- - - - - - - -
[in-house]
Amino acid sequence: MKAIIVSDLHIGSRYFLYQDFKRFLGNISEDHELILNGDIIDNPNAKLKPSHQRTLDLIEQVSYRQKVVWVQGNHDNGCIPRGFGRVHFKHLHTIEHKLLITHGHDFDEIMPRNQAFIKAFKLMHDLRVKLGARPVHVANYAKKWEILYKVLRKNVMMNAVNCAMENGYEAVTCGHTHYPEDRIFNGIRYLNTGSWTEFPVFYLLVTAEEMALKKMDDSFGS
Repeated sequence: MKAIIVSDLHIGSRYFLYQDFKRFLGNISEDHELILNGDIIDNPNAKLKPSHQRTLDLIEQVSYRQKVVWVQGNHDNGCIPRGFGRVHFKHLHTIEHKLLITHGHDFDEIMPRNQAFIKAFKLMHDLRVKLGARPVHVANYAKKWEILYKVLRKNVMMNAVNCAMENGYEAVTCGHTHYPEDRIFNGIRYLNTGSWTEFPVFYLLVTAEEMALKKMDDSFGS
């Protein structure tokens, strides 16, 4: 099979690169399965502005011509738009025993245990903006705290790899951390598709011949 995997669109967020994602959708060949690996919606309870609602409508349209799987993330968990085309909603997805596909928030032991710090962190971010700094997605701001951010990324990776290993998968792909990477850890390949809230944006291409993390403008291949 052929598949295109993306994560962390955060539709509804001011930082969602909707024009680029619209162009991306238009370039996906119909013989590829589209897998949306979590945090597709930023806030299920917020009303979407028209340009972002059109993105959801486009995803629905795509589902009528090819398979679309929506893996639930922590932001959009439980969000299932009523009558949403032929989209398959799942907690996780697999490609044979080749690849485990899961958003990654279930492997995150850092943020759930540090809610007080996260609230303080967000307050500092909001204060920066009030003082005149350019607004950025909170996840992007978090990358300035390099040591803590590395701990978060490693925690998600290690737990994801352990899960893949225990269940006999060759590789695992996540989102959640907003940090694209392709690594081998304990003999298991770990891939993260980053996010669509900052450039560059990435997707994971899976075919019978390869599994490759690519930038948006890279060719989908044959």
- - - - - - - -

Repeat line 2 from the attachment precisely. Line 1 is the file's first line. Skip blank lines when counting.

Amino acid sequence: MKAIIVSDLHIGSRYFLYQDFKRFLGNISEDHELILNGDIIDNPNAKLKPSHQRTLDLIEQVSYRQKVVWVQGNHDNGCIPRGFGRVHFKHLHTIEHKLLITHGHDFDEIMPRNQAFIKAFKLMHDLRVKLGARPVHVANYAKKWEILYKVLRKNVMMNAVNCAMENGYEAVTCGHTHYPEDRIFNGIRYLNTGSWTEFPVFYLLVTAEEMALKKMDDSFGS